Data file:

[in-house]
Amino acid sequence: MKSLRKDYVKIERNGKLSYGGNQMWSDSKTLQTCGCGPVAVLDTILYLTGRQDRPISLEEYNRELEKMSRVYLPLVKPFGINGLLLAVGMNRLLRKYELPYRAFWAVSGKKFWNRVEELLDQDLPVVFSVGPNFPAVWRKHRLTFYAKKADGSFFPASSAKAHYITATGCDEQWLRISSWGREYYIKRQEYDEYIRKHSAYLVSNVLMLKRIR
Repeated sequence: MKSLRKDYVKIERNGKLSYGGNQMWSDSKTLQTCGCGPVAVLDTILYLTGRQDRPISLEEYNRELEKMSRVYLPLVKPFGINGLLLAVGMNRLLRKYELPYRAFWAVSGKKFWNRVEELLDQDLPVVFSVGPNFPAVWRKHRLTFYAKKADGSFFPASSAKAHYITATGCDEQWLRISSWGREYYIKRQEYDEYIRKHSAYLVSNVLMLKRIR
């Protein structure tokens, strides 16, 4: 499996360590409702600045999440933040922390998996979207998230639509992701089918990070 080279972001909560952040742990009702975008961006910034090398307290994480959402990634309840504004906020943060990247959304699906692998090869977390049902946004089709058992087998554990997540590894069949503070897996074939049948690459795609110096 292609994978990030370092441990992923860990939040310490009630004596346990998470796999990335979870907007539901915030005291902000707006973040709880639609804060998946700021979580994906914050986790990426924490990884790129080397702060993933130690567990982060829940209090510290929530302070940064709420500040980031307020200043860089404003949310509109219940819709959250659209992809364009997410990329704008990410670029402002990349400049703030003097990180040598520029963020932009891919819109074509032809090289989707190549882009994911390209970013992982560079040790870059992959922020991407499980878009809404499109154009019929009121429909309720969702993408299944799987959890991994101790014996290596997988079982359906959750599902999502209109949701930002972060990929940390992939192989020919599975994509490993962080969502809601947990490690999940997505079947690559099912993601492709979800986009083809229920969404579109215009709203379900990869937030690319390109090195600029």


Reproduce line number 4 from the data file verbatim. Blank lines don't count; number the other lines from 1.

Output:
């Protein structure tokens, strides 16, 4: 499996360590409702600045999440933040922390998996979207998230639509992701089918990070 080279972001909560952040742990009702975008961006910034090398307290994480959402990634309840504004906020943060990247959304699906692998090869977390049902946004089709058992087998554990997540590894069949503070897996074939049948690459795609110096 292609994978990030370092441990992923860990939040310490009630004596346990998470796999990335979870907007539901915030005291902000707006973040709880639609804060998946700021979580994906914050986790990426924490990884790129080397702060993933130690567990982060829940209090510290929530302070940064709420500040980031307020200043860089404003949310509109219940819709959250659209992809364009997410990329704008990410670029402002990349400049703030003097990180040598520029963020932009891919819109074509032809090289989707190549882009994911390209970013992982560079040790870059992959922020991407499980878009809404499109154009019929009121429909309720969702993408299944799987959890991994101790014996290596997988079982359906959750599902999502209109949701930002972060990929940390992939192989020919599975994509490993962080969502809601947990490690999940997505079947690559099912993601492709979800986009083809229920969404579109215009709203379900990869937030690319390109090195600029």